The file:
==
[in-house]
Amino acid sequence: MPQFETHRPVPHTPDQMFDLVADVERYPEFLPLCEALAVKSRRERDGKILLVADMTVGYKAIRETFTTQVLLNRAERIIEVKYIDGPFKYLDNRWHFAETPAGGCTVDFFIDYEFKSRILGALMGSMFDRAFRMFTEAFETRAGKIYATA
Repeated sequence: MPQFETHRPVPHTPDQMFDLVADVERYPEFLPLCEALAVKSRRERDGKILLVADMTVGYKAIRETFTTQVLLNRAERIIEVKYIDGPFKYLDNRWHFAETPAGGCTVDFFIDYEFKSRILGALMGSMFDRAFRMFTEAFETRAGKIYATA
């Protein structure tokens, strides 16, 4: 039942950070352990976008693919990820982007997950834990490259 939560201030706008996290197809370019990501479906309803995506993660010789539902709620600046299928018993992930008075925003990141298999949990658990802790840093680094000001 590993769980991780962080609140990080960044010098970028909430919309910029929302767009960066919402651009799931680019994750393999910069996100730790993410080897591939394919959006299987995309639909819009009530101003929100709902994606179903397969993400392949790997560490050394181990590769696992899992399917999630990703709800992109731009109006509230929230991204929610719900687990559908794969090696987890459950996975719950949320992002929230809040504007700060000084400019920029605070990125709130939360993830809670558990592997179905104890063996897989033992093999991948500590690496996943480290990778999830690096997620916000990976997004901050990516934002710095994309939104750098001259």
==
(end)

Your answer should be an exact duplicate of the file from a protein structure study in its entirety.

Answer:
[in-house]
Amino acid sequence: MPQFETHRPVPHTPDQMFDLVADVERYPEFLPLCEALAVKSRRERDGKILLVADMTVGYKAIRETFTTQVLLNRAERIIEVKYIDGPFKYLDNRWHFAETPAGGCTVDFFIDYEFKSRILGALMGSMFDRAFRMFTEAFETRAGKIYATA
Repeated sequence: MPQFETHRPVPHTPDQMFDLVADVERYPEFLPLCEALAVKSRRERDGKILLVADMTVGYKAIRETFTTQVLLNRAERIIEVKYIDGPFKYLDNRWHFAETPAGGCTVDFFIDYEFKSRILGALMGSMFDRAFRMFTEAFETRAGKIYATA
């Protein structure tokens, strides 16, 4: 039942950070352990976008693919990820982007997950834990490259 939560201030706008996290197809370019990501479906309803995506993660010789539902709620600046299928018993992930008075925003990141298999949990658990802790840093680094000001 590993769980991780962080609140990080960044010098970028909430919309910029929302767009960066919402651009799931680019994750393999910069996100730790993410080897591939394919959006299987995309639909819009009530101003929100709902994606179903397969993400392949790997560490050394181990590769696992899992399917999630990703709800992109731009109006509230929230991204929610719900687990559908794969090696987890459950996975719950949320992002929230809040504007700060000084400019920029605070990125709130939360993830809670558990592997179905104890063996897989033992093999991948500590690496996943480290990778999830690096997620916000990976997004901050990516934002710095994309939104750098001259």